Deducing from things that have been announced and implied at recent ComiCons, plus the news that additional release dates have been reserved for still-mysterious projects, fans are rejoicing that at least 14 new movies set in the Marvel Universe are planned to happen by the end of 2022. This is wonderful news for many consumers, but it can also be seen as a sad reminder of how tough it is for original stories – films that are not sequels, not remakes, not based on existing franchises – to get made in contemporary Hollywood.
Without begrudging these fans their fun, it’s reasonable to feel somewhat troubled, or at least unsatisfied, when most of the characters we encounter on the big screen fall squarely on one side or the other of the divide between the Forces of Good and the Forces of Evil. “Troubled” because exposure to such narratives can lead viewers into the mindset of interpreting reality according to such a Manichaean hierarchy as well. It becomes all too easy for demagogues to practice their divisive wiles on citizens who think of the world as being pigeonholed into good people and bad people, just like in the comics. It means that we don’t have to feel obligated to engage with those we perceive as the Other.
So it comes as a refreshing change when a well-made film appears in which the characters are, like ourselves, capable of both good and bad behavior, and also capable of change. To get there, writers, directors and actors all have to be willing to show us protagonists who are sometimes unlikable. Good drama happens, without the crutch of violent confrontations, when relatable characters are faced with difficult choices, in which any option chosen will lead to unhappiness for someone. We all face such situations in our lifetimes, and in retrospect our choices don’t always turn out to be the best ones. Our good intentions sometimes pave the road to Hell for someone we love, or at least don’t want to hurt.
Judged by these parameters, Bart Freundlich’s After the Wedding is an amply rewarding couple of hours of cinema, despite being a remake – of Dogme 95-school Danish director Susanne Bier’s 2006 film of the same name. Freundlich does a provocative gender-swap of Bier’s two main characters, here portrayed admirably by two powerhouse actresses: the fearless Julianne Moore (who is married to the director) and Michelle Williams. Williams plays Isabel, a deeply committed social worker who runs an orphanage in India that is direly strapped for cash. One day she gets a call to come to Manhattan to meet with a wealthy, hard-driving CEO of a media marketing company who is thinking about donating a couple of million to the orphanage. Isabel has no wish to leave India, and especially Jai, the sensitive orphan whom she has raised since finding him as a toddler abandoned by the side of the road. But for Theresa, the philanthropist played by Moore, nothing else will do but for Isabel to come in person.
Her arrival is timed for the eve of the wedding of Theresa’s stepdaughter Grace (Abby Quinn), at which Isabel discovers to her horror that Grace’s father is a significant person from her own past: Oscar (Billy Crudup), a sculptor. Williams plays Isabel as a highly internalized personality, not saying more than is absolutely necessary, not displaying much emotion in front of other people. So it’s a master class in acting to read the thoughts moving across her face as she puts two and two together at this wedding of strangers to which she has, ostensibly by happenstance, been invited.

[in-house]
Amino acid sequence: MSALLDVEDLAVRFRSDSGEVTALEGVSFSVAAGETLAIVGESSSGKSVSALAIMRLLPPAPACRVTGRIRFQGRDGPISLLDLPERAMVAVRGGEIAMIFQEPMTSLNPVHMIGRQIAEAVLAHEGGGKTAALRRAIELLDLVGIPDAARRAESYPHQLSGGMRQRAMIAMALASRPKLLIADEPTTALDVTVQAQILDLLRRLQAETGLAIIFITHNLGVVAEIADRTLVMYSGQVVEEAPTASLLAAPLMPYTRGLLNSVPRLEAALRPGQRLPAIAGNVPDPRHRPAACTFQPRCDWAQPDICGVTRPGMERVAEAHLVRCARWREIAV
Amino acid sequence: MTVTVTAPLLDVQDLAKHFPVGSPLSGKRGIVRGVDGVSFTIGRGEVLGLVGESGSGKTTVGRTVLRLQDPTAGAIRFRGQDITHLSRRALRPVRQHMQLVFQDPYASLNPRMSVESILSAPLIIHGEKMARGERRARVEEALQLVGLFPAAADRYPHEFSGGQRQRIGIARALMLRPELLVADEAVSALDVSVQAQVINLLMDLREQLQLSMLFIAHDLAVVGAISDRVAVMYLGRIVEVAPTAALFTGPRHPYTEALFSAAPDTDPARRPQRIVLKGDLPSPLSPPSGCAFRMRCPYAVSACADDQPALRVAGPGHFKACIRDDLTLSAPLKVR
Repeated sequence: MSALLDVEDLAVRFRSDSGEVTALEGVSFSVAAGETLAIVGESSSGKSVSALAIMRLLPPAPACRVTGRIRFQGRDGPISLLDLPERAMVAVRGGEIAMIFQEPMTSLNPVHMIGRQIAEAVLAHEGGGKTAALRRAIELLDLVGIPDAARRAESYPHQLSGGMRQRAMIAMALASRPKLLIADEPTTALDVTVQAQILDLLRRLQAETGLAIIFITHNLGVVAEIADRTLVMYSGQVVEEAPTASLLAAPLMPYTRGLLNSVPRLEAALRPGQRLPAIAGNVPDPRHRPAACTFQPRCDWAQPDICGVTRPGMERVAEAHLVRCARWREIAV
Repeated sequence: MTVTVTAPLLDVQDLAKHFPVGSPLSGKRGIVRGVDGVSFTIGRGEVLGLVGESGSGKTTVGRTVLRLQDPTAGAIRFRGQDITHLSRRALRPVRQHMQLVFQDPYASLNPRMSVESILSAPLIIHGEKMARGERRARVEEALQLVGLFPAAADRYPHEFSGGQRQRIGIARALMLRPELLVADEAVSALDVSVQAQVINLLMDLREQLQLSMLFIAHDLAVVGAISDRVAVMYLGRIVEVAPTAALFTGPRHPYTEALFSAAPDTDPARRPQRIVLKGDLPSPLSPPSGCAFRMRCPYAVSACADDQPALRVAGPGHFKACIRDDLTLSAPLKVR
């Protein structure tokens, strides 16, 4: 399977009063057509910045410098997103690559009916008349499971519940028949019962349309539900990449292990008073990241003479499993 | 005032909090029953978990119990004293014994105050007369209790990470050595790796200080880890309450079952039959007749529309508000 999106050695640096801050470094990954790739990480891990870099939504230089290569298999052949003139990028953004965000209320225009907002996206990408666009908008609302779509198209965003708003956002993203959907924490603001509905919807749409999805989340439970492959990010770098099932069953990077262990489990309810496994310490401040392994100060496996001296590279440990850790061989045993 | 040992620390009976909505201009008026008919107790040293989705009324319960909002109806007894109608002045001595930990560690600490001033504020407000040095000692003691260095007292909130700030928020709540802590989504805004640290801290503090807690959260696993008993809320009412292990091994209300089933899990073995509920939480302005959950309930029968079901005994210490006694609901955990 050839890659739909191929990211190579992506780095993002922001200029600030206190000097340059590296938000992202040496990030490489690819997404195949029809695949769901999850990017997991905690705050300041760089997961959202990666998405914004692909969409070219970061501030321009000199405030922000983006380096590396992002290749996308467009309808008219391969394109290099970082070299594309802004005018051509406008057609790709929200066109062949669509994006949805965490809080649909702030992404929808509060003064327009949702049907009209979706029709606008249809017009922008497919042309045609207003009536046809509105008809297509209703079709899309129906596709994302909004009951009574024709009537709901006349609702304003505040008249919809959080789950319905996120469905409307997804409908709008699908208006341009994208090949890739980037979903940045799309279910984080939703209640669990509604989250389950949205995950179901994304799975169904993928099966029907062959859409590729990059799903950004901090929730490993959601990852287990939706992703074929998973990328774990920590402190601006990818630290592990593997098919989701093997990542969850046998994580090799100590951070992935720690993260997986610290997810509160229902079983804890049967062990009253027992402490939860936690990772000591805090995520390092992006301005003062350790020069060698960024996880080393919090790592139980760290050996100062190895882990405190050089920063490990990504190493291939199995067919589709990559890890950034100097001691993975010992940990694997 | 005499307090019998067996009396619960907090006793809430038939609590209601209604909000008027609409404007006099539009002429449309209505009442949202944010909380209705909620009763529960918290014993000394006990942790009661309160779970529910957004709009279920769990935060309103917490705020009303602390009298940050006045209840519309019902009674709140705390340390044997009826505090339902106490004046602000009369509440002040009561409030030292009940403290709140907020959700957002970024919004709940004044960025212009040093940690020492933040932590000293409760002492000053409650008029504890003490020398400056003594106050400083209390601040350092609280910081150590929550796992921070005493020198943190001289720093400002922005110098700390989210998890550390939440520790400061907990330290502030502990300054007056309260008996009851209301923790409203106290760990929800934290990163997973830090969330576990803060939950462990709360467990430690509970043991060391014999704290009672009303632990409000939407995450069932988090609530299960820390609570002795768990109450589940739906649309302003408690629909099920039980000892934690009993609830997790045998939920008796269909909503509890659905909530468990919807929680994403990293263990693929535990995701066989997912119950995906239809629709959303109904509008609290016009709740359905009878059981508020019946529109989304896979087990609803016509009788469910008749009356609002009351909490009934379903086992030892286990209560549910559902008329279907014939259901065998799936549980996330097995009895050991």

Where Isabel is withholding, Theresa, by contrast, is all out-front. Her business acumen has yielded tremendous success and power, which she wields at the office remorselessly, bullying her personal assistant but somehow winning undying admiration and loyalty from her staff. This is a leader who gets things done and does not suffer fools gladly: a role usually reserved for male characters, so it’s a delight to see Moore run with it. At home, in an idyllic upscale suburb on the North Shore of Long Island, Theresa barks brisk orders to her household staff (there’s a wedding about to happen there, after all) but puts her ubiquitous cellphone aside when it’s time to interact with her adored twin boys.
At first glance, Theresa seems to be the more manipulative player in this ever-shifting game of a family with a complicated past and an uncertain future. But Isabel has some guilty secrets as well, hidden behind her wall of reserve and her righteous mission saving abandoned kids in the Third World. Oscar and Grace, caught in the oh-so-polite crossfire, are not entirely blameless either. And that’s precisely what makes this story a joy: Everyone means well, and everyone occasionally makes poor life choices for which someone else has to suffer. There are ultimately no easy roads to walk, even when you have millions of dollars at your command.
After the Wedding is an emotional rollercoaster, its rapid-fire plot twists accelerating the closer it draws to its climax. There’s an occasional heavyhanded gesture – an overly obvious metaphor for family fractures in the form of recurring appearances of a fallen robin’s nest, for example – but the acting is so consistently good (including from promising newcomer Abby Quinn), the writing and directing so tight and the dramatic momentum so compelling that a few such lapses are forgivable. You’ll come out feeling gut-punched, but in a good way. We need more movies like this to be made: ones where the bad guys aren’t alien overlords bent on world domination, but rather the weaker sides of our own fallible natures.